The Redtail Botia or Orange-Finned Loach is a long lived, durable, and undemanding fish. Provide lots of hiding and resting places in caves, rocks, and roots. A refuge for each fish is important. They thrive in a well planted tank but are avid burrowers in their pursuit for food, and will often uproot them. They will munch on snails and are good for snail control. This is one of the loaches that has the unique intestine that can act as a respiratory organ allowing them to absorb oxygen at the surface directly from the atmosphere.  Be sure the aquarium is covered as they are great jumpers. They also make audible clicking sounds.

For Information on keeping freshwater fish, see:
Freshwater Aquarium Guide: Aquarium Setup and Care

  • Kingdom: Animalia
  • Phylum: Chordata
  • Class: Actinopterygii
  • Order: Cypriniformes
  • Family: Cobitidae
  • Genus: Yasuhikotakia
  • Species: modesta
Redtail Botia – Quick Aquarium Care
  • Aquarist Experience Level: Intermediate
  • Size of fish – inches: 9.8 inches (24.99 cm)
  • Minimum Tank Size: 55 gal (208 L)
  • Temperament: Semi-aggressive
  • Aquarium Hardiness: Moderately hardy
  • Temperature: 77.0 to 84.0° F (25.0 to 28.9&deg C)
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Habitat: Distribution / Background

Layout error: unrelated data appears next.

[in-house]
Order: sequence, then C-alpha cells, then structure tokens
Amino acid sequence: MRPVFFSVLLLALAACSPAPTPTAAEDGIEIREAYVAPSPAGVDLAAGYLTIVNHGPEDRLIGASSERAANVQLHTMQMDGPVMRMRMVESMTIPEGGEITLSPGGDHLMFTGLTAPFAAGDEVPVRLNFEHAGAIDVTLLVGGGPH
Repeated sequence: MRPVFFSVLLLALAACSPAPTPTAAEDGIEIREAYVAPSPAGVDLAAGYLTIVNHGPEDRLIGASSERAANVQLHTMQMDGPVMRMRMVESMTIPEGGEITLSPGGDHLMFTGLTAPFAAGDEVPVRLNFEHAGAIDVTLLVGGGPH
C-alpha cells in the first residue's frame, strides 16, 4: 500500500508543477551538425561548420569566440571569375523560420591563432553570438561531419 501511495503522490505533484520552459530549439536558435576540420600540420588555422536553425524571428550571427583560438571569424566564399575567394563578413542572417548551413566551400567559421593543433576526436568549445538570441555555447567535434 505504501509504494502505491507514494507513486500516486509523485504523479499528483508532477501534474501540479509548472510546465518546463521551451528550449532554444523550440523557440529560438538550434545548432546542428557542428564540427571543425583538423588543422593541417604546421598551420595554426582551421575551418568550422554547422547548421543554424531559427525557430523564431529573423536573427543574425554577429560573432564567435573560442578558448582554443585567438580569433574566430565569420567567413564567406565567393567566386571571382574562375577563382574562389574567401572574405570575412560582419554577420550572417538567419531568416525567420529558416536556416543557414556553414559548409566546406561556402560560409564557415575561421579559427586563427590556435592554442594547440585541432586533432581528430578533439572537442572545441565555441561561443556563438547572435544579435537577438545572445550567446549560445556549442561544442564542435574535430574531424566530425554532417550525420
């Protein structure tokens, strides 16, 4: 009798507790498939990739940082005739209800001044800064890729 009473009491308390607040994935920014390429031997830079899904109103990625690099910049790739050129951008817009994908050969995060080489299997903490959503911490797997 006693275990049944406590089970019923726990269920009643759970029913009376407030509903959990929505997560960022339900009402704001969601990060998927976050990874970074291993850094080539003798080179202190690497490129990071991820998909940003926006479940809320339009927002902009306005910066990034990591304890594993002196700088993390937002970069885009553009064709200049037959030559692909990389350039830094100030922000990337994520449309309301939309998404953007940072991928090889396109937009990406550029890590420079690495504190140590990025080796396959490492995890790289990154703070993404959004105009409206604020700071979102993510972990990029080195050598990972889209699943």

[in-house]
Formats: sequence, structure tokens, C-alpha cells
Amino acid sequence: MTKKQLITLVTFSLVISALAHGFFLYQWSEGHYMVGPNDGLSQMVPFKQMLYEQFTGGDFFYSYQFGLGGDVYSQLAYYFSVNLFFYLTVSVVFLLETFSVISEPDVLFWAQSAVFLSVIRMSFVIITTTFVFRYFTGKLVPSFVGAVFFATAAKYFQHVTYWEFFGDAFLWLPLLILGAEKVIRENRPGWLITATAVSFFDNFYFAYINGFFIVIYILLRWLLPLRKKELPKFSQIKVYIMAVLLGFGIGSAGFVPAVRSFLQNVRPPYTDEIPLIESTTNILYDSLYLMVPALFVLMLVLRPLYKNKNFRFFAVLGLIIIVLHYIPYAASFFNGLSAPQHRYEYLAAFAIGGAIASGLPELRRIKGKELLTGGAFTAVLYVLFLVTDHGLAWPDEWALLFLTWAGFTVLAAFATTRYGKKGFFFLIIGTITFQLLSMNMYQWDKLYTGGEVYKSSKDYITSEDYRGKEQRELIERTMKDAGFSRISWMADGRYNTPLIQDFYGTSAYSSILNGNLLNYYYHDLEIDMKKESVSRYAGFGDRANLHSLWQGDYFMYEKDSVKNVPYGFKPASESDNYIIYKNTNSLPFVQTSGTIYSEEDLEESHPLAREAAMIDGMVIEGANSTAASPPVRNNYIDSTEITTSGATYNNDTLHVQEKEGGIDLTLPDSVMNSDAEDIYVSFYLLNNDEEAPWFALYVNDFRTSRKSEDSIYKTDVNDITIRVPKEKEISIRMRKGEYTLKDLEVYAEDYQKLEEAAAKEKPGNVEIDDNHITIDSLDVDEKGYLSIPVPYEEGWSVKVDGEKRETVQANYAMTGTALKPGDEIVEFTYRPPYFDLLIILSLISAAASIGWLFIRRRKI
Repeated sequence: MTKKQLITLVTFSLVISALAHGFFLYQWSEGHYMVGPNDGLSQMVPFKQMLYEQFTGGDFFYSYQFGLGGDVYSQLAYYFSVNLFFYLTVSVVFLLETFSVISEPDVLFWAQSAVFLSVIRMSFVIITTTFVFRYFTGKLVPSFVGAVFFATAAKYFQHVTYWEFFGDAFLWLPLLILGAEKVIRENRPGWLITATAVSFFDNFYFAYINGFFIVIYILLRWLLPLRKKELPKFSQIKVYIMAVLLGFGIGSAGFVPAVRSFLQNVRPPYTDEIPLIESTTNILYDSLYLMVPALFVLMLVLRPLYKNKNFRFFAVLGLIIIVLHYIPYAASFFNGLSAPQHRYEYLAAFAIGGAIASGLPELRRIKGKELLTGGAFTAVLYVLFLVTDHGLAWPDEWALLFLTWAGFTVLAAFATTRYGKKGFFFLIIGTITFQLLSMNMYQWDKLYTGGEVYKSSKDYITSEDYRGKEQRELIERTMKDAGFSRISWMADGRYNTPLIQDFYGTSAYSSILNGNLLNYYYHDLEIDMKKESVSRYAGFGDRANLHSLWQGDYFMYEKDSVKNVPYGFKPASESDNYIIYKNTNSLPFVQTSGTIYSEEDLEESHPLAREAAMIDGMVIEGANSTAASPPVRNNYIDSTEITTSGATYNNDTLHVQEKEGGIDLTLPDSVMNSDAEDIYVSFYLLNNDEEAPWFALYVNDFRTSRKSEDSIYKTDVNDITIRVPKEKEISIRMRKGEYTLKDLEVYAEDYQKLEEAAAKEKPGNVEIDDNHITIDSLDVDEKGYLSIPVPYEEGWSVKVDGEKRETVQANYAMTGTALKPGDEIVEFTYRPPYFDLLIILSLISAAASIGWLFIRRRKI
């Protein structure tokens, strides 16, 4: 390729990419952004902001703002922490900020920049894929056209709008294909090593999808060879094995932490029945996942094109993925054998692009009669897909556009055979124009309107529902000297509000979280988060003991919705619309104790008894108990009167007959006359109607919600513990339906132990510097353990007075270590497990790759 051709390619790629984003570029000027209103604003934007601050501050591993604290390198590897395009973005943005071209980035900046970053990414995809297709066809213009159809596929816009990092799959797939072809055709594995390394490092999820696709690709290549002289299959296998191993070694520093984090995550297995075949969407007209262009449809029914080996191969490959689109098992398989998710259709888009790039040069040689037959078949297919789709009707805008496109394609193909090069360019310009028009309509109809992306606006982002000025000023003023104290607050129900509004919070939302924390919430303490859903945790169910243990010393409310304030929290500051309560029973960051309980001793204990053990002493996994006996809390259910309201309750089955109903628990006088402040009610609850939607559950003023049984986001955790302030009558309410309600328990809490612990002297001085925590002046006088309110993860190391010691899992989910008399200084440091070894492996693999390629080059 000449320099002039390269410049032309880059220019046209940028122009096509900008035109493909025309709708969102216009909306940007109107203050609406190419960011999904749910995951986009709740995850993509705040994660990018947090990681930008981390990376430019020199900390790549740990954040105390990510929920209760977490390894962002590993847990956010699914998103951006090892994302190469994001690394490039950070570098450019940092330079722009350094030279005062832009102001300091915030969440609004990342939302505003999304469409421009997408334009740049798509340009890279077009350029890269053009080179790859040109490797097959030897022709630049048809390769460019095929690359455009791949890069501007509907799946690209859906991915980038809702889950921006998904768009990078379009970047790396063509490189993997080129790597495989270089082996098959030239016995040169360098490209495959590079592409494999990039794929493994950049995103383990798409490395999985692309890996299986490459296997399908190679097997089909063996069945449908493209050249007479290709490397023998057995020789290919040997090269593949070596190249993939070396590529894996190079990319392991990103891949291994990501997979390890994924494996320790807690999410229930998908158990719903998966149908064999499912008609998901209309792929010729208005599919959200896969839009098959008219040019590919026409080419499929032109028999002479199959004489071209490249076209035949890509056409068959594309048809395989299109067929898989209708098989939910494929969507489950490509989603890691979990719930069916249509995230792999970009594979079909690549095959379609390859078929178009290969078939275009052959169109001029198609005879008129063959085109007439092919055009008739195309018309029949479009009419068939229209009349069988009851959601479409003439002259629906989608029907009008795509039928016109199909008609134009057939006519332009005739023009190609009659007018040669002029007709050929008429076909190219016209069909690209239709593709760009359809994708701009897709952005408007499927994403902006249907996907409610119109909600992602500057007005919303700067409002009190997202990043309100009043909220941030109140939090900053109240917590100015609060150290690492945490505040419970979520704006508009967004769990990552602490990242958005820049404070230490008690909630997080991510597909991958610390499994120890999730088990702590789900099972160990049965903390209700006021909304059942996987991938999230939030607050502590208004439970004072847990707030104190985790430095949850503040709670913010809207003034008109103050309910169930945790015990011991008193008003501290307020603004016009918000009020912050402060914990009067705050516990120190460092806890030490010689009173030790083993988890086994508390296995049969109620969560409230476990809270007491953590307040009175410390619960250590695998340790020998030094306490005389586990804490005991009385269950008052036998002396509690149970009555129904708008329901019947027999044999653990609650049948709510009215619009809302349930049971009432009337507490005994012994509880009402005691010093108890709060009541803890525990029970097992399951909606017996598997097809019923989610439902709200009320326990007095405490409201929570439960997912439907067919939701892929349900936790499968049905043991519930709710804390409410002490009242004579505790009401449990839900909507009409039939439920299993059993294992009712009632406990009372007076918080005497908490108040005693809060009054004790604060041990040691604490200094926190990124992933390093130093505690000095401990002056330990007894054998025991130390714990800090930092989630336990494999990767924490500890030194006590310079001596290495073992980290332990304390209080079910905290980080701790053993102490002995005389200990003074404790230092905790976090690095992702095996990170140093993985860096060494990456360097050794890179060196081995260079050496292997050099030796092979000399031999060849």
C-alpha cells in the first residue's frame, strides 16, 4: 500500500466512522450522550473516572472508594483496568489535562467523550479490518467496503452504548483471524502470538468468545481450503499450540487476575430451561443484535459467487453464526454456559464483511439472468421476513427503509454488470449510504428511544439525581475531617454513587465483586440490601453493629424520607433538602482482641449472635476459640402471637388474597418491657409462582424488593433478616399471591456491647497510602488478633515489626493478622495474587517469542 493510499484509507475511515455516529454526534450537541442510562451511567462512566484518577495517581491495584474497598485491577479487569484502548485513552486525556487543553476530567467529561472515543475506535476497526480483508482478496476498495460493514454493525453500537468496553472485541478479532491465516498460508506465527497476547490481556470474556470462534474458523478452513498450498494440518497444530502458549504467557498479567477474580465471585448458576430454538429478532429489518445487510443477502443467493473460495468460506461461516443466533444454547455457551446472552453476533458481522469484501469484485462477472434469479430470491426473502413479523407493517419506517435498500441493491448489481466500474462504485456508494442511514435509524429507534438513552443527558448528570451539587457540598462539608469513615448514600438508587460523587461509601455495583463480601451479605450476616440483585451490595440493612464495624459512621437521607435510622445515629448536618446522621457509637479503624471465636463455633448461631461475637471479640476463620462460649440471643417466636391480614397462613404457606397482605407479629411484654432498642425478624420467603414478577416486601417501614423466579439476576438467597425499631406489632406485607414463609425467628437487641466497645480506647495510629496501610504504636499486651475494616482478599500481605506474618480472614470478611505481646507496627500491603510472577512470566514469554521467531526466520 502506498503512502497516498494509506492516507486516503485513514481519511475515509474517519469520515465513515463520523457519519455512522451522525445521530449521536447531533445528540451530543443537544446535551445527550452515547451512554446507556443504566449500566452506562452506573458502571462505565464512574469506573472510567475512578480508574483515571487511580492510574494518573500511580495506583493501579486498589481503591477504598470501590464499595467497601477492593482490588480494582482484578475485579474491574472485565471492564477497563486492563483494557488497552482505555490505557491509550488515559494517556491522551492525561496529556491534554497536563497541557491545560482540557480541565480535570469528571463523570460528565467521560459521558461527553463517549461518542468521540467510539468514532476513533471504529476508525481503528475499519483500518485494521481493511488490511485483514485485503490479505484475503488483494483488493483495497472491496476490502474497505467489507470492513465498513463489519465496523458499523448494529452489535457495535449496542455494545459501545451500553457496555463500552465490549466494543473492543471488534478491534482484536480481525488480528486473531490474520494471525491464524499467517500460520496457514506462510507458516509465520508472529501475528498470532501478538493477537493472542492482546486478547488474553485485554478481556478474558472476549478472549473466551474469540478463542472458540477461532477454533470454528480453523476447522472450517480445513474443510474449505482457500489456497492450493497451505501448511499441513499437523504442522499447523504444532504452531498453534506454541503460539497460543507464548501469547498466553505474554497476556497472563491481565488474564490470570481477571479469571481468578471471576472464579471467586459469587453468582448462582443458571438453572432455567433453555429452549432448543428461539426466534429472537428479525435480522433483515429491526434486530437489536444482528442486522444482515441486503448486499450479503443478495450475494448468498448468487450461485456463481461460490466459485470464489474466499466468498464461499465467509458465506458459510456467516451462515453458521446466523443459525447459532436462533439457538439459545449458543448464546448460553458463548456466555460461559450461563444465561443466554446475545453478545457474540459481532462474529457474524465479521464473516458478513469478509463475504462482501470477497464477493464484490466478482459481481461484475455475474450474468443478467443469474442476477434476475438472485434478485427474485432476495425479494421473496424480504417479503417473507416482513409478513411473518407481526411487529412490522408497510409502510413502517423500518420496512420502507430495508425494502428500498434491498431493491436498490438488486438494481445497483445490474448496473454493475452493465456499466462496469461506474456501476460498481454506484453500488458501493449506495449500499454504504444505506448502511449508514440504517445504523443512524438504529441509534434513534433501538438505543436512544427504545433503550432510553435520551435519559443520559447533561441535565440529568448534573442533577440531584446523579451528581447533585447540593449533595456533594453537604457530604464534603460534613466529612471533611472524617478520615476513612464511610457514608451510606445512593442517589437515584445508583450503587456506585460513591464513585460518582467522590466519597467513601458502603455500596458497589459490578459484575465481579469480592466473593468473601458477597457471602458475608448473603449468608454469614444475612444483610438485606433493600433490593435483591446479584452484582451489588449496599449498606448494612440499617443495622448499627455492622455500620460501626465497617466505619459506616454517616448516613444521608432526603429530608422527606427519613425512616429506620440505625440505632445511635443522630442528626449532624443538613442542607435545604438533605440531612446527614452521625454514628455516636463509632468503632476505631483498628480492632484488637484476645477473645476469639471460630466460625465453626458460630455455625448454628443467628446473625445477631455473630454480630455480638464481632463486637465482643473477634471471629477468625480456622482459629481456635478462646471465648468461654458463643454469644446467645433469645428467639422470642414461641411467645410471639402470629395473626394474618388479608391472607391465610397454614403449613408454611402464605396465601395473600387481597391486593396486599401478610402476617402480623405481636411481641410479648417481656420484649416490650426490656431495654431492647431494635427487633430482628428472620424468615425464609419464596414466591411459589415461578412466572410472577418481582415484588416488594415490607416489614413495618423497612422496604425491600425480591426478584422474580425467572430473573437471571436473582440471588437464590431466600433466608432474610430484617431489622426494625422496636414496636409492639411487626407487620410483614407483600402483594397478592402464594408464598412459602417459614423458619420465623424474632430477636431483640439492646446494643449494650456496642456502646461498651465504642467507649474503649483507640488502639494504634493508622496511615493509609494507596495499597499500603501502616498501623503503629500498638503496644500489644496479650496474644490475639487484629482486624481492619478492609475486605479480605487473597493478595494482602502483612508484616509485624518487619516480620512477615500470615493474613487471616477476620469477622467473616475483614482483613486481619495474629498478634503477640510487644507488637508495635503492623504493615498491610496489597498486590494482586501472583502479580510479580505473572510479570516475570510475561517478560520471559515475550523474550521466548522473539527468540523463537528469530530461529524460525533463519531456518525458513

The Redtail Botia Yasuhikotakia modesta, (previously Botia modesta) was described by Bleeker in 1864. They are found in northeastern India; Thailand, Vietnam, Cambodia, and the Malaysian peninsula. This species is listed on the IUCN Red List as least concern (LC) because it has a wide distribution and although it is heavily utilized in the aquarium trade, no major threats are identified at present.

Other common names they are known by include Blue Botia, Orange-Finned Loach, Redtail Loach, Blue Loach, Orange Fin Loach, and Painted Botia. It has also been known by the common name Red-finned Loach, which was actually ascribed to its relative with a similar appearance, the Silver Loach or Red-Finned LoachYasuhikotakia lecontei. These two fish were often confused, so this common name is now being used much less often for either of these species.

They are found in large rivers with muddy bottoms and in flooded fields. These loaches are a strongly migratory species. The loaches in the Khone Falls of the Mekong basin will migrate during the flooding season to spawn into tributaries and small streams and return when the waters recede. This loach feeds at night on worms, crustaceans and insects.